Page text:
Evaluation of four image fusion NDVI products against in-situ spectral-measurements over a heterogeneous rice paddy landscape

Juwon Kong, Youngryel Ryu, Yan Huang, Benjamin Dechant, Rasmus Houborg, Kaiyu Guan, Xiaolin Zhu

Research output: Journal article publicationJournal articleAcademic researchpeer-review

22 Citations (Scopus)


Satellite image fusion methods that improve spatial and temporal resolution have significant potential to advance understanding of ecosystem dynamics in space and time. However, systematic evaluations of image fusion methods against in situ spectral data are lacking. Here, we used a suite of in situ spectral data collected at 60 elementary sampling units (10 × 10 m) covering 15 Landsat pixel (30 × 30 m) plots and one Moderate Resolution Imaging Spectroradiometer (MODIS) pixel (250 × 250 m) throughout the entire growing season in a heterogeneous rice paddy landscape to evaluate four state-of-the-art image fusion NDVI products. They include the Enhanced Spatial and Temporal Adaptive Reflectance Fusion Model (ESTARFM), Flexible Spatiotemporal DAta Fusion (FSDAF), SaTellite dAta IntegRation (STAIR), and the CubeSat Enabled Spatio-Temporal Enhancement Method (CESTEM); the former three blended Landsat and MODIS data, whereas the latter combined CubeSats, Landsat, and MODIS observations. All fusion products showed strong linear relationships against in situ data when combining all spatial and temporal observations (R2: 0.73 to 0.93) although there were partly negative biases (–1% to –9%). These biases resulted from forcing data to image fusion algorithms, such as Landsat (–4%) and MODIS (–7%). Performance difference between fusion methods were considerably larger for spatial than for temporal variation. Furthermore, Landsat NDVI explained only 17–22% of spatial variation against in situ spectral data, which can be translated into weak performance of image fusion products to predict spatial variability in NDVI. Image fusion products that relied on spatial interpolation showed large biases (–15% to –30%) for a vegetation plot surrounded by mixed land cover plots. Our results highlight key sources of uncertainty and will be instrumental in improving satellite image fusion methods to monitor land surface phenology in space and time.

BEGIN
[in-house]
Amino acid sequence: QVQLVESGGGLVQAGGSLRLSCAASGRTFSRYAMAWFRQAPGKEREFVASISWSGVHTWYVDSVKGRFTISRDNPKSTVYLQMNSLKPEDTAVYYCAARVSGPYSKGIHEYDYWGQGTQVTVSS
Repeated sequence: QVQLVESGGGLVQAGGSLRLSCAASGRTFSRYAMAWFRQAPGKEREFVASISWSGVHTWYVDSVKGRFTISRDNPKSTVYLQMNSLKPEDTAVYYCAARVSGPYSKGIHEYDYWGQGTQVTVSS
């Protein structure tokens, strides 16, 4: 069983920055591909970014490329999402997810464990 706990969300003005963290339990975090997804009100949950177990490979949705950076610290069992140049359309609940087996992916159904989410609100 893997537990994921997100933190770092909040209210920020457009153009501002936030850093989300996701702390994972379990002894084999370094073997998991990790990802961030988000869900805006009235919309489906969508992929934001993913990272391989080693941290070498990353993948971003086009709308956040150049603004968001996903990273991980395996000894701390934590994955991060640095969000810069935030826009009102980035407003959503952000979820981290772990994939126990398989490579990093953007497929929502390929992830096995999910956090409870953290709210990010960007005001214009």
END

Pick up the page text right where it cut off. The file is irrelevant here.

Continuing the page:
Original languageEnglish
Article number108255
JournalAgricultural and Forest Meteorology
Publication statusPublished - 15 Feb 2021

ASJC Scopus subject areas

  • Global and Planetary Change
  • Forestry
  • Agronomy and Crop Science
  • Atmospheric Science


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